Secondly, put your customer at the center and identify the channels of engagement.  After listening, map out the opportunity for your brand to connect with your target audience. Some of the leading questions to help with this are: What is the search volume for your products and services on, say, Google? Which influencers can I work with to shape my brand message to the masses? Which popular websites and blogs are thematic to my services and could give me value? Is the social media conversation going on ripe for conversion?

As you identify the channels of engagement, craft a strategy as well. And be SMART (Specific, Measurable, Attainable, Realistic and Timely) about it. An overview of that would be similar to this: “I will use Audience and Placement Marketing to drive brand awareness, and then combine Search Engine Marketing and Remarketing to achieve conversion. Additionally, I will look to social media to drive conversation about my products and services and with a keen eye on conversion and customer retention. I will lump that with email campaigns because a segment of my target audience is spending more time on email than social media.”

Adopt an integrated multi-channel approach because your customer is not monolithic. And talking of customer, put him/her at the center of your strategy such that priorities and budgets change to singularly respond to his/her needs. It is about what the customer does and less about what marketing seeks to achieve.

Thirdly and finally, strategically buy your online media. Before driving a car, there is always insistence to have a driving license, right? The same applies to buying online media. Get Adwords Certified. It qualifies you and earns you industry credibility. Google requires one to do at least two tests, the Advertising Fundamentals exam which is mandatory and a choice between, Advanced Search and Advanced Display. Facebook and Twitter have similar official certifications worth diving into. Go slow with your first buys, perhaps a daily budget of $20 until you comfortable to pump in significant amounts.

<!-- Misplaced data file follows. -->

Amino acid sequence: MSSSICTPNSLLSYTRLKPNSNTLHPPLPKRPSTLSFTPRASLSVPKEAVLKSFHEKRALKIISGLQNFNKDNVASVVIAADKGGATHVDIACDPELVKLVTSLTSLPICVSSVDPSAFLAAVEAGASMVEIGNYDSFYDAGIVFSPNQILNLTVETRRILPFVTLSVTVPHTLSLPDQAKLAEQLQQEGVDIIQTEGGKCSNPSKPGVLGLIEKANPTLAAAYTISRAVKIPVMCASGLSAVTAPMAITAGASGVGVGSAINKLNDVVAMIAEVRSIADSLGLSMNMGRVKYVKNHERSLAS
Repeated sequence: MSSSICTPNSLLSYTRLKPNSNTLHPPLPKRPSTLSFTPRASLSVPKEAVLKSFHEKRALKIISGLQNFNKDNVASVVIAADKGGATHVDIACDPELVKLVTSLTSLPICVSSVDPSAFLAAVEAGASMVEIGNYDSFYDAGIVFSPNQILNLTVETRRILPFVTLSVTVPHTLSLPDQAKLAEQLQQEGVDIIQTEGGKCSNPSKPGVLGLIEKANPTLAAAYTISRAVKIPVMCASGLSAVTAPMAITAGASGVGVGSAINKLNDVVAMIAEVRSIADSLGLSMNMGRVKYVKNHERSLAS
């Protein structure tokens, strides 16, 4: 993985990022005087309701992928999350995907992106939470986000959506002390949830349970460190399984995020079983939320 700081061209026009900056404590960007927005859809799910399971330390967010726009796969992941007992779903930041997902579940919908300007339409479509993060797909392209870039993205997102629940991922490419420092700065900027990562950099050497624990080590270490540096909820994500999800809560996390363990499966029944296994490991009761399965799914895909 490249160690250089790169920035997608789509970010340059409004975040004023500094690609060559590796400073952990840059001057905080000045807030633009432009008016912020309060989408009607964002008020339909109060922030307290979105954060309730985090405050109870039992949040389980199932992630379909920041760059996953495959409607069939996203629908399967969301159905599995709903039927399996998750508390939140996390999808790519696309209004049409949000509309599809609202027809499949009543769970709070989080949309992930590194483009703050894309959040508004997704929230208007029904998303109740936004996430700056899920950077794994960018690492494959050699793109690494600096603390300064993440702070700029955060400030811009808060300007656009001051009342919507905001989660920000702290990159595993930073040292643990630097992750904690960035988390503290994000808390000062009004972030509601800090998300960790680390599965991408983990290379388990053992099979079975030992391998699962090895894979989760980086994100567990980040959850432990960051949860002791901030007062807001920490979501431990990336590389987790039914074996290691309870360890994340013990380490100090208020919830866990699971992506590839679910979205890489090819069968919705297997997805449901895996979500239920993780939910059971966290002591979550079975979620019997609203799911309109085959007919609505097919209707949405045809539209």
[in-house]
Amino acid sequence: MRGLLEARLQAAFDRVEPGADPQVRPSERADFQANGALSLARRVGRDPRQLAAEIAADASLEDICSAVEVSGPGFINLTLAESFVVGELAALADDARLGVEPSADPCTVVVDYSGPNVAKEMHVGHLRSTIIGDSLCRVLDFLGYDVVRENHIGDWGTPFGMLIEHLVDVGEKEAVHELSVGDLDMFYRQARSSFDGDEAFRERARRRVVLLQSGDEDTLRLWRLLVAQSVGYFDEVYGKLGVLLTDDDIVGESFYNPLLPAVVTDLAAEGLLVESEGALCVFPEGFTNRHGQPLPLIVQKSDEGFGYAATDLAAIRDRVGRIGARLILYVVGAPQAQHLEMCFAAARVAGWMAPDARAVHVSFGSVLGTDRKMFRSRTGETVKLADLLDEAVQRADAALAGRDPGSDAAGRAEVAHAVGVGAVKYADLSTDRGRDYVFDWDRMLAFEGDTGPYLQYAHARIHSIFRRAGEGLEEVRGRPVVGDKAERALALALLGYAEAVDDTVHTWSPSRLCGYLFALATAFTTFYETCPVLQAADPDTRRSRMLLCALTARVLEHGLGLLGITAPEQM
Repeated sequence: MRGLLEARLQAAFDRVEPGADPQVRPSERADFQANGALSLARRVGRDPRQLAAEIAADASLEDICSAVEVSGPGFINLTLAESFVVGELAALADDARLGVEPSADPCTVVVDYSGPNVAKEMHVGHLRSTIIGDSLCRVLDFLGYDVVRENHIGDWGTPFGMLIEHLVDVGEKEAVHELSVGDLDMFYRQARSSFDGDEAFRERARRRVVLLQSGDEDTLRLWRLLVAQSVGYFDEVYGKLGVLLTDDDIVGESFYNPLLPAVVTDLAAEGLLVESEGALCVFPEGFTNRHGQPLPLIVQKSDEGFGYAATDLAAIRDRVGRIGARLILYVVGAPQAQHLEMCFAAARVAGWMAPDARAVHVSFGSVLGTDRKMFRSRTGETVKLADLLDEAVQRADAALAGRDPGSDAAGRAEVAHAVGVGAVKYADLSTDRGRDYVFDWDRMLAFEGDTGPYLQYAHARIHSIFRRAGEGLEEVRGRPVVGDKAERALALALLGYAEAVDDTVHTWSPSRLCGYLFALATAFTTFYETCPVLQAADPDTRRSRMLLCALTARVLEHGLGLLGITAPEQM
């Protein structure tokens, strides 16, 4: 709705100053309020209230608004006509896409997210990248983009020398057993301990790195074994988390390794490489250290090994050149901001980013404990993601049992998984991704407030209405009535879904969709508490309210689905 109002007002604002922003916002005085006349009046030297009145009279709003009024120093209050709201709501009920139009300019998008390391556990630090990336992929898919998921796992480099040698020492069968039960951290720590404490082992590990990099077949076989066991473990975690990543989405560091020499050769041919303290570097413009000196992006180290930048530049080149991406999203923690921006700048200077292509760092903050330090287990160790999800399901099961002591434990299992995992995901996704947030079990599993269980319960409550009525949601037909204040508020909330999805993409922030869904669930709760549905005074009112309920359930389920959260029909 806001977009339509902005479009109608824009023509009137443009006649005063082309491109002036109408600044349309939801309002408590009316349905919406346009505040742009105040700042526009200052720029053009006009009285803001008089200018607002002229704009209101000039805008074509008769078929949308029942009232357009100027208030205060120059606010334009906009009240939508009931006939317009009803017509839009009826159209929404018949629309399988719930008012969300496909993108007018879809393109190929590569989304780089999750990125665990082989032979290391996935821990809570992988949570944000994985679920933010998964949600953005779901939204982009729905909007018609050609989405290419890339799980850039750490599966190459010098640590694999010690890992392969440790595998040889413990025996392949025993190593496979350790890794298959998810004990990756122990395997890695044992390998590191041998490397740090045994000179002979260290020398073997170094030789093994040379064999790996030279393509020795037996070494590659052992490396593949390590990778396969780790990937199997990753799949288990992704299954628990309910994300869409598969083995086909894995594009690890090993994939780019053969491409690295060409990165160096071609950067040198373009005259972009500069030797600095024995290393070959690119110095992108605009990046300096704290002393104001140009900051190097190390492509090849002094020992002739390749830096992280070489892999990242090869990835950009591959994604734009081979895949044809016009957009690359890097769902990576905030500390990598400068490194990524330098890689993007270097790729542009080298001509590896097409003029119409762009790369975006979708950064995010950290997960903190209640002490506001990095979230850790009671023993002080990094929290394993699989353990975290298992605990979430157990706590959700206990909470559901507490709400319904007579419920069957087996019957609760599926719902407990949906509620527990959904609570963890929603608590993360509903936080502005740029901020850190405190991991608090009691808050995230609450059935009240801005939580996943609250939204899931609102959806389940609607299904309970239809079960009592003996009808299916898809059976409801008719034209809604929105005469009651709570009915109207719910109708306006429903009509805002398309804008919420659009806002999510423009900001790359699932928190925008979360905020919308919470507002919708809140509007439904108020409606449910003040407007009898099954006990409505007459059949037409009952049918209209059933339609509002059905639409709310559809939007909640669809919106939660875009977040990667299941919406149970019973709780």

As a media buyer ensure every buying leads to results, which start trickling in from the onset. To ensure the results are positive, perform keyword analysis, A/B testing, creative optimization etc to identify performing and non-performing Ads. It is an industry open to disruptive technologies, so whatever works today might not work tomorrow.

Look, these are just three steps – it is not the ultimate cheat sheet but it’s a place to start.  How many times have you heard a client say ‘online advertising doesn’t work’ or ‘we can’t measure ROI on that channel’ or ‘we can’t justify the budgets’? A dime a dozen, right? And every time it comes up, I feel like it’s our fault – the media buyers, planners, strategists, whatever fancy name you have. That client’s initial contact might have been with someone who didn’t follow due process. Money was spent. Results were a mirage. All the client got was some views, impressions, and a bunch of likes but not what they were looking for – leads and sales.

Online advertising is a fairly new concept and quite unregulated in Kenya which means mistakes will be made. Somebody will be hit. A dent here and there. A missing side mirror. Cops. This is what happens when you are a newbie driving around without a license. So first and simple things first. Get certified. It’s free, and you do it at your convenience – this means you can take as short or as long as you want. I would take the shortest time possible.